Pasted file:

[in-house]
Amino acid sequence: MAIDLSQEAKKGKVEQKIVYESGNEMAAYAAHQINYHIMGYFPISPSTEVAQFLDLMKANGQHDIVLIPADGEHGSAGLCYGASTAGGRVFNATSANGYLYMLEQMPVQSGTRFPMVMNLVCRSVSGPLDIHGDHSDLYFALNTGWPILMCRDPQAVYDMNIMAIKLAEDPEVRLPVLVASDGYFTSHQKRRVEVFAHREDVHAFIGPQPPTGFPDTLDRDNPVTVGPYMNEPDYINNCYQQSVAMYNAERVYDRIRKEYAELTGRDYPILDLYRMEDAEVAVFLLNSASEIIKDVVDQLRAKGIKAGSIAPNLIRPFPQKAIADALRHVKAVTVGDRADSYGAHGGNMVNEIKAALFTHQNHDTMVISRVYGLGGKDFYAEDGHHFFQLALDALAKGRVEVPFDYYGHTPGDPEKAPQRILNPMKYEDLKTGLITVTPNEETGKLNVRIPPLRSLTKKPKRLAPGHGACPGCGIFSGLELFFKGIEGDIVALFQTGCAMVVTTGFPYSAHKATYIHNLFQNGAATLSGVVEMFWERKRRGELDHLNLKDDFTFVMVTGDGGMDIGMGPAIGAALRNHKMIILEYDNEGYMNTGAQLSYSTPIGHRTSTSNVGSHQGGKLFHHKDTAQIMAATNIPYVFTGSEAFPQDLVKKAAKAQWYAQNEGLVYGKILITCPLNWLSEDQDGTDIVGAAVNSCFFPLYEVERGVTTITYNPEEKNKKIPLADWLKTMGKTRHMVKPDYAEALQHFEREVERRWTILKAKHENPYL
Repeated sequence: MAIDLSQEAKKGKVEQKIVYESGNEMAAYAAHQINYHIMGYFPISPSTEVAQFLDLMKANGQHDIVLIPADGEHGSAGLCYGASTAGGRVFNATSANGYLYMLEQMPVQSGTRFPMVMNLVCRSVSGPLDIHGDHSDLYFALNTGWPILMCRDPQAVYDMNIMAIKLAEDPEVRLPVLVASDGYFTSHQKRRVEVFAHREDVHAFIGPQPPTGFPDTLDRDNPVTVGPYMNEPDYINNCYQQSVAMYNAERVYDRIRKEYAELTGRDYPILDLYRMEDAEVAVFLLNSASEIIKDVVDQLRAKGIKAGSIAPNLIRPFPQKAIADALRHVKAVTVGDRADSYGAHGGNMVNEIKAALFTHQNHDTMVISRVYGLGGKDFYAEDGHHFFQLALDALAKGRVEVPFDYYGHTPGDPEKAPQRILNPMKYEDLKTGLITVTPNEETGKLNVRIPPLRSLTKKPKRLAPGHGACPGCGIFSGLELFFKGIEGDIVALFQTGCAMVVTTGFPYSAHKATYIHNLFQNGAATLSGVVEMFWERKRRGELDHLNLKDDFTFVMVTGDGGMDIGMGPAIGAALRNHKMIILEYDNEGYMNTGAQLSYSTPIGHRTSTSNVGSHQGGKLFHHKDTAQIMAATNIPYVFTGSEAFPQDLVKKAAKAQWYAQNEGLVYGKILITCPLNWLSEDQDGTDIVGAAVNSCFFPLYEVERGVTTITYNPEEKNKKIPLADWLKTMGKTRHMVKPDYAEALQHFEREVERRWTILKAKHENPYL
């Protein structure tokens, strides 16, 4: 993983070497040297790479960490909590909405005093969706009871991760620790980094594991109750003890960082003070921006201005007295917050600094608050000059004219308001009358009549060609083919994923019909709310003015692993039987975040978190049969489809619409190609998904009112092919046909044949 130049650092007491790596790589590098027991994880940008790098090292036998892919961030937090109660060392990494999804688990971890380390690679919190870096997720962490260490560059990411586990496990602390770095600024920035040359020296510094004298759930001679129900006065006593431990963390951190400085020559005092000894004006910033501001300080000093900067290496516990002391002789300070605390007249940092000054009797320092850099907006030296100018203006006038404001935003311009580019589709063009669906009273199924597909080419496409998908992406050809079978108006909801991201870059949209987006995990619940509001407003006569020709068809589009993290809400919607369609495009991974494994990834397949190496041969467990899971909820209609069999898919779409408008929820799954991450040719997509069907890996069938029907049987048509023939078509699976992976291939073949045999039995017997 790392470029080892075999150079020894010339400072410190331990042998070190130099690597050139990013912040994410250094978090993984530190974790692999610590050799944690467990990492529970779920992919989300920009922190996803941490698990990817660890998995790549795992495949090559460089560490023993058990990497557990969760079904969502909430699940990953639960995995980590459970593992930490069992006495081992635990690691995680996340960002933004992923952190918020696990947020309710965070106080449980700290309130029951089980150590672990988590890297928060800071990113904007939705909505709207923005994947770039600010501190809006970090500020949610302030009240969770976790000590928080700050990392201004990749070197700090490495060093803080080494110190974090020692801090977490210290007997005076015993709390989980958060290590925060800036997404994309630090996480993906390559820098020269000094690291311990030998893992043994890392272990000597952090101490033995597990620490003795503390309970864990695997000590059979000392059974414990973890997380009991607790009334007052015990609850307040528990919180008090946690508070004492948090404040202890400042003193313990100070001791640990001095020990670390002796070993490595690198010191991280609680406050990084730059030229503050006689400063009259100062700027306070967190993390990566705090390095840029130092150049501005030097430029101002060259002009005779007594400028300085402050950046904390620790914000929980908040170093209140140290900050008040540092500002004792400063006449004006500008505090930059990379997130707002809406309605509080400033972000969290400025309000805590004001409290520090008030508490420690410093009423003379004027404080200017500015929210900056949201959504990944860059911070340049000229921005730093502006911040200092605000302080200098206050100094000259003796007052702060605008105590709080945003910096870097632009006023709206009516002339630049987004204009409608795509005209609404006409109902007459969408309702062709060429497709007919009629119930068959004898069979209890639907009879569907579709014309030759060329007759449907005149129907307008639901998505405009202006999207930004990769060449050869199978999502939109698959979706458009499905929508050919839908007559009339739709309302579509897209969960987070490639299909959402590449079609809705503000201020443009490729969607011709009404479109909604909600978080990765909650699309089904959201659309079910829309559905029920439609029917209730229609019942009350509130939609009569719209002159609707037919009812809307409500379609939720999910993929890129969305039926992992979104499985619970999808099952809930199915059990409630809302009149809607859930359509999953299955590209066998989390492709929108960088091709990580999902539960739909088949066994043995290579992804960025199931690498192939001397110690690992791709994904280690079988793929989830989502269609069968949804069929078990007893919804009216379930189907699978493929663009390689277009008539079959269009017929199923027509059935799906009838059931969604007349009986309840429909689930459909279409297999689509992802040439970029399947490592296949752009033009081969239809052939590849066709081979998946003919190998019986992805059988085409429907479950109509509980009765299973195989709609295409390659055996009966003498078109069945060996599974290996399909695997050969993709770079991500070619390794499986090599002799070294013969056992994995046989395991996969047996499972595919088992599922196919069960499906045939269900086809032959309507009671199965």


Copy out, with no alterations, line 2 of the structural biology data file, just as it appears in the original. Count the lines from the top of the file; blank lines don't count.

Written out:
Amino acid sequence: MAIDLSQEAKKGKVEQKIVYESGNEMAAYAAHQINYHIMGYFPISPSTEVAQFLDLMKANGQHDIVLIPADGEHGSAGLCYGASTAGGRVFNATSANGYLYMLEQMPVQSGTRFPMVMNLVCRSVSGPLDIHGDHSDLYFALNTGWPILMCRDPQAVYDMNIMAIKLAEDPEVRLPVLVASDGYFTSHQKRRVEVFAHREDVHAFIGPQPPTGFPDTLDRDNPVTVGPYMNEPDYINNCYQQSVAMYNAERVYDRIRKEYAELTGRDYPILDLYRMEDAEVAVFLLNSASEIIKDVVDQLRAKGIKAGSIAPNLIRPFPQKAIADALRHVKAVTVGDRADSYGAHGGNMVNEIKAALFTHQNHDTMVISRVYGLGGKDFYAEDGHHFFQLALDALAKGRVEVPFDYYGHTPGDPEKAPQRILNPMKYEDLKTGLITVTPNEETGKLNVRIPPLRSLTKKPKRLAPGHGACPGCGIFSGLELFFKGIEGDIVALFQTGCAMVVTTGFPYSAHKATYIHNLFQNGAATLSGVVEMFWERKRRGELDHLNLKDDFTFVMVTGDGGMDIGMGPAIGAALRNHKMIILEYDNEGYMNTGAQLSYSTPIGHRTSTSNVGSHQGGKLFHHKDTAQIMAATNIPYVFTGSEAFPQDLVKKAAKAQWYAQNEGLVYGKILITCPLNWLSEDQDGTDIVGAAVNSCFFPLYEVERGVTTITYNPEEKNKKIPLADWLKTMGKTRHMVKPDYAEALQHFEREVERRWTILKAKHENPYL